This is National Hunger and Homelessness Awareness week. It’s no coincidence it falls the week prior to Thanksgiving. According to the U.S. Department for Housing and Urban Development, this is when most people consider what they are grateful for and donate time and resources to those less fortunate than themselves.
It is particularly informative to examine exactly what hunger and homelessness in our region look like. The last homeless count for Allen, Huntington, Noble, Steuben and Whitley counties took place in January. It revealed 558 individuals are homeless at any point in time. About 50 of those are chronically homeless, but most are people fighting to find permanent housing.
More recent numbers indicate that both hunger and homelessness are growing concerns in northeast Indiana. United Way’s 2-1-1 Services’ statistics show requests for both food and shelter have increased 8 percent from 2011 to 2012. Associated Churches has served an increase of 6,500 more people this year at food banks than at the same point last year, and more than 460 families are using these services for the first time.
Fort Wayne Community Schools currently has 167 students who are homeless; they are living in shelters, with friends or even in cars. Interfaith Hospitality Network turned away more than 400 families since August. Hope House has a waiting list of 27 women, and Vincent Village has a waiting list of 45 families. It’s clear that homelessness and hunger exist in our region, and affect people from all walks of life – children, the elderly, veterans and those who have recently lost jobs.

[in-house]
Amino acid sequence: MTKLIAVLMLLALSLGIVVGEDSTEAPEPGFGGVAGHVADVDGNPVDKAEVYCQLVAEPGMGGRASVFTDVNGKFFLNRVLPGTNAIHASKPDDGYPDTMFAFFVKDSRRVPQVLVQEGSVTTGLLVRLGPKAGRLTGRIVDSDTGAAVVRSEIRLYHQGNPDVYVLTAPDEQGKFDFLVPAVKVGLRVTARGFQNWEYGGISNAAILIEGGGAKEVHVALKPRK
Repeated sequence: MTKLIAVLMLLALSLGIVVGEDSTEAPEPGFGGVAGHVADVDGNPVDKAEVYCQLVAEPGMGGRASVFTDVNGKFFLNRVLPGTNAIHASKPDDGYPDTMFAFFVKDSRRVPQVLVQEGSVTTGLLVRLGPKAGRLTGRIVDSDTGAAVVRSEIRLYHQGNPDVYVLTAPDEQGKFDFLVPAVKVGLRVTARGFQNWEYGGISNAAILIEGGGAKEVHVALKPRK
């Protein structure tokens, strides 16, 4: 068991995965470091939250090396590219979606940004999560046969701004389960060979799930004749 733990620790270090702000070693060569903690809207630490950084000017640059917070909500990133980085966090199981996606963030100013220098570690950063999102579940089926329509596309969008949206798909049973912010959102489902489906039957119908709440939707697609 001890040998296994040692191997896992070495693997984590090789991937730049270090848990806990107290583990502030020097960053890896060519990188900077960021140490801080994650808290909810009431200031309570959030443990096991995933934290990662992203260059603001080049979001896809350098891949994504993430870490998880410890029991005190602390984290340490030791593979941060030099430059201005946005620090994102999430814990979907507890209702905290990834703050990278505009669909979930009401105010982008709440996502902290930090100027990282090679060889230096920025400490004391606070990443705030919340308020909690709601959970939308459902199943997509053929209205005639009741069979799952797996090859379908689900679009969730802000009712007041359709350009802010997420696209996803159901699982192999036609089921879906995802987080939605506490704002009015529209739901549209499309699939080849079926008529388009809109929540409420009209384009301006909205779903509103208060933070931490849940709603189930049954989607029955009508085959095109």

Addressing the needs of the homeless, in particular, is difficult. Our community is filled with effective and caring providers such as The Rescue Mission, Hope House, Genesis House, Vincent Village and Interfaith Hospitality Network, yet we still have people without food on their table or a roof over their head.
The Fort Wayne Area Planning Council on Homelessness is working hard to address the issue of homelessness so local individuals can find permanent shelter and employment to become self-sufficient.
The Planning Council is comprised of dozens of agencies as well as local government, and is working toward three main goals: reducing the number of homeless people, shortening the time that people are homeless and making sure enough resources exist to prevent people from becoming homeless again.
There are several events The Rescue Mission is hosting throughout the week, including a kickoff event on the Allen County Courthouse lawn on Tuesday; Tour and Learn event Wednesday at The Rescue Mission; Live a Night in Your Car: The Homeless Experience, partnering with IPFW and University of Saint Francis students on Thursday; and the Pastor’s Luncheon on Friday. If you’d like to participate in any of these events, contact email@example.com or 426-7357.
There are also ways local residents can provide support.
By dialing 2-1-1, you can find a food pantry where you can donate much-needed food and personal-care items. Anyone is welcome to attend a meeting of the Planning Council on Homelessness; you can learn more about the Council by calling me at 469-4027. Finally, monetary donations are always needed to support shelters and services on the front lines. Donations can be made to United Way of Allen County by calling 422-4776, online at UnitedWayAllenCounty.org or to the agency of your choice; simply call 2-1-1 for the correct contact information. Together, we can help those struggling with hunger and homelessness.